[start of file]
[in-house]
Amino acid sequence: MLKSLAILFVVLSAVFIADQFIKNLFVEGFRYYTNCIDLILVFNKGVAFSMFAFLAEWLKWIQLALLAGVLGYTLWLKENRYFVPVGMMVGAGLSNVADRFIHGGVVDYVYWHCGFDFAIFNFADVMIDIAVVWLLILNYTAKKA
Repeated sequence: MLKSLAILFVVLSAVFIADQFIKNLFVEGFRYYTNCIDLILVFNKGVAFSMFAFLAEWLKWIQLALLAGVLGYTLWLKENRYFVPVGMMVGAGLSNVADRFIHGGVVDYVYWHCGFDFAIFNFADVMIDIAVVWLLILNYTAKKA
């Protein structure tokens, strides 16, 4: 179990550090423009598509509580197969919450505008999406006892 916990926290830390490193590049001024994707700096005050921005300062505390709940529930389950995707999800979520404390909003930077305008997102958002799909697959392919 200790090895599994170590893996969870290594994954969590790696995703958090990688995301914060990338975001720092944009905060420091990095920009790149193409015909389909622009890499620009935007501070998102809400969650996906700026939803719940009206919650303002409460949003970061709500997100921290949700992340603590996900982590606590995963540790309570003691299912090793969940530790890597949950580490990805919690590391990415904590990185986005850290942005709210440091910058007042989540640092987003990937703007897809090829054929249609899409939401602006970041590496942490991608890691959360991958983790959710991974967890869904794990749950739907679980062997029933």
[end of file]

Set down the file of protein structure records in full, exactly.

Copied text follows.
[in-house]
Amino acid sequence: MLKSLAILFVVLSAVFIADQFIKNLFVEGFRYYTNCIDLILVFNKGVAFSMFAFLAEWLKWIQLALLAGVLGYTLWLKENRYFVPVGMMVGAGLSNVADRFIHGGVVDYVYWHCGFDFAIFNFADVMIDIAVVWLLILNYTAKKA
Repeated sequence: MLKSLAILFVVLSAVFIADQFIKNLFVEGFRYYTNCIDLILVFNKGVAFSMFAFLAEWLKWIQLALLAGVLGYTLWLKENRYFVPVGMMVGAGLSNVADRFIHGGVVDYVYWHCGFDFAIFNFADVMIDIAVVWLLILNYTAKKA
């Protein structure tokens, strides 16, 4: 179990550090423009598509509580197969919450505008999406006892 916990926290830390490193590049001024994707700096005050921005300062505390709940529930389950995707999800979520404390909003930077305008997102958002799909697959392919 200790090895599994170590893996969870290594994954969590790696995703958090990688995301914060990338975001720092944009905060420091990095920009790149193409015909389909622009890499620009935007501070998102809400969650996906700026939803719940009206919650303002409460949003970061709500997100921290949700992340603590996900982590606590995963540790309570003691299912090793969940530790890597949950580490990805919690590391990415904590990185986005850290942005709210440091910058007042989540640092987003990937703007897809090829054929249609899409939401602006970041590496942490991608890691959360991958983790959710991974967890869904794990749950739907679980062997029933």